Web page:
Printing money does not avoid the costs of isolation - IDESA


Report Nº: 85801/05/2020

Printing money does not avoid the costs of isolation

Confinement is controlling the spread of coronavirus. But in turn, it generates economic paralysis implying less income for the population. To alleviate the fall of income, massively printing money does not avoid the sacrifice. Through higher inflation, the poorest households will pay the cost of confinement.

Argentina adopted very early the most extreme strategy in the prevention of coronavirus: the mandatory isolation. It prohibited people from going out into the street, except to buy food and medicines, and implemented harsh legal repression measures against people who circulate in the streets without well-founded and essential reasons. The measure had strong support among the population and mass media, which deployed a monolithic campaign in favor of the confinement of people.

According to official information, the number of reported cases is about 3,800 who contracted the disease, of which 190 died, 1,100 recovered, and 144 are in critical condition. Surely these figures underestimate the extent of the contagion since Argentina stands out for having few tests. But the goal of keeping the health system from collapsing is being achieved. Furthermore, both public and private hospitals are practically empty. An unoccupied health system has other adverse side effects, such as neglecting other illnesses and putting under strong financial strains to private medical providers due to the fall in their revenue.

The other negative aspect is the fall in income of those restrained from going to work. The government is trying to alleviate their financial stress by printing more money. According to the information published by the Central Bank, it is observed that:

  • Between November 2019 and March 2020, the money supply (cash, checks, and saving accounts) increased by AR$193 billion per month.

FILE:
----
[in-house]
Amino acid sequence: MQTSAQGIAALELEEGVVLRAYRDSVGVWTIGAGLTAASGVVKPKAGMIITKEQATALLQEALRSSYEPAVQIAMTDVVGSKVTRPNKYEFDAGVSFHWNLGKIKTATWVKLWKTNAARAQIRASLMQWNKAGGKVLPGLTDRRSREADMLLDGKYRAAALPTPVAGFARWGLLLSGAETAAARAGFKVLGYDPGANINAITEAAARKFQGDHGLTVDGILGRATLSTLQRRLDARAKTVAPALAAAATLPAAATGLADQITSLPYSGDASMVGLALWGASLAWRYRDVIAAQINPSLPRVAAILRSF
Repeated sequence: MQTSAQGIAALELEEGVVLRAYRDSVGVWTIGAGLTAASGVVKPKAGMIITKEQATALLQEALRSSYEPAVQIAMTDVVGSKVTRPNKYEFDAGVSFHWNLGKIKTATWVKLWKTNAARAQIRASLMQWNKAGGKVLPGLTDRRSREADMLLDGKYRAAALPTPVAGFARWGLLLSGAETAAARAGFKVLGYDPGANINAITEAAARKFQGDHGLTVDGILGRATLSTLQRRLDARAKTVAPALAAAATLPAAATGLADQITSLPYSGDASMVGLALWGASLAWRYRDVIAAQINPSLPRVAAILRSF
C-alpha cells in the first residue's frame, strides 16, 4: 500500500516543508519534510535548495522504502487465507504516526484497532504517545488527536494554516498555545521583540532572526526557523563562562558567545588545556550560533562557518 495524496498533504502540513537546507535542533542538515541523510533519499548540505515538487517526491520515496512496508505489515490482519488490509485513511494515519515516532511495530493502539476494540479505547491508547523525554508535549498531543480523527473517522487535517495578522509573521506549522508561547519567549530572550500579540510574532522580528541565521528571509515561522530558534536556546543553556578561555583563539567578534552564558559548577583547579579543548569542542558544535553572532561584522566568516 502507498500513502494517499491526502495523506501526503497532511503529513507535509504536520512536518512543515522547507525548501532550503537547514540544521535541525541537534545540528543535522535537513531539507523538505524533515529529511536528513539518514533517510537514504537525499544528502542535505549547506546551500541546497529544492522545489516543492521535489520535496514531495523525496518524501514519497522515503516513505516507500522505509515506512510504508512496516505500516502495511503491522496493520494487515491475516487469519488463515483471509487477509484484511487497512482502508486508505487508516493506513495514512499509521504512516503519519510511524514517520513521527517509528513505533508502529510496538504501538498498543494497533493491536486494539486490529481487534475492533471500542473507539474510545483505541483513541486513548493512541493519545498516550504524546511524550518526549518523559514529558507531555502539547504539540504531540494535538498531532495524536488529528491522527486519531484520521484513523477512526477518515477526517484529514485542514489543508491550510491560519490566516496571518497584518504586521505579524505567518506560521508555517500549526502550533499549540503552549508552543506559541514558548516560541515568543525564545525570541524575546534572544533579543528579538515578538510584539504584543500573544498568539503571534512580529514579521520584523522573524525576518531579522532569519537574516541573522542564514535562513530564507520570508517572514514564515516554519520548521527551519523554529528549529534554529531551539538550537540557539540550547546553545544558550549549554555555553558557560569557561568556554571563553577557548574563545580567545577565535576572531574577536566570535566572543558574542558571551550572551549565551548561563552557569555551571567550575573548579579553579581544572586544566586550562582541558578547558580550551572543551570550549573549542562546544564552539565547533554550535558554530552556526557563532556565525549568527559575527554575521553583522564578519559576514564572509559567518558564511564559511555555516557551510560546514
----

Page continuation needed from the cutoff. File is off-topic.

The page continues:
• In April 2020 alone, the money supply expanded by another AR$464 billion.
  • The Central Bank’s dollar reserves remained at U$S 44 billion.

These data show that money printing was increasing significantly before the isolation. With people confined and economic activity halted, the pace of money printing more than doubled. Most of this massive issuance comes not from increased dollar reserves (which remain constant) but to cover the fiscal deficit. The money supply expansion led to the implicit value of the dollar –this is to say, assuming that all the available pesos are allocated to purchase dollars– to AR$110. This value is the reference took by financial traders to induce the rise of the dollar to almost $120 in the black market.

From the infection point of view, the isolation has been successful. From healthcare, economic, and social perspective, it is a complete failure. On the one hand, it is causing the aggravation of many existing diseases that are neglected and new diseases created as a result of physical inactivity and mental distress. On the other hand, economic paralysis has very negative social impacts.

The government tries to ensure that confinement does not impact people’s incomes by printing money to pay public wages, pensions, welfare, and subsidies to companies to maintain private wages. This policy looks attractive from a political point of view but, unfortunately, is inconsistent. Money creation does not generate more goods and services. Therefore, if monetary expansion sustains income levels, but the supply of goods and services falls, inflation will rise even more than it is doing. The rise of the dollar in the black market forewarns what may happen with the rest of the prices. In the end, if there is less production of goods and services, someone has to make the equivalent effort to reduce the aggregate demand at a level consistent with the lower aggregate supply.

More honest would have been to make explicit that society has to make a sacrifice equivalent to the loss of production due to the isolation. Either the middle- and high-income sectors make the sacrifice accepting lower wages during the isolation, or lower-income families will pay the bulk of the sacrifice through higher inflation. In other words, poorer families will pay a double sacrifice with the confinement: the loss of income from not being able to go to work and the loss in the real value of the meager income they have left because of higher inflation.

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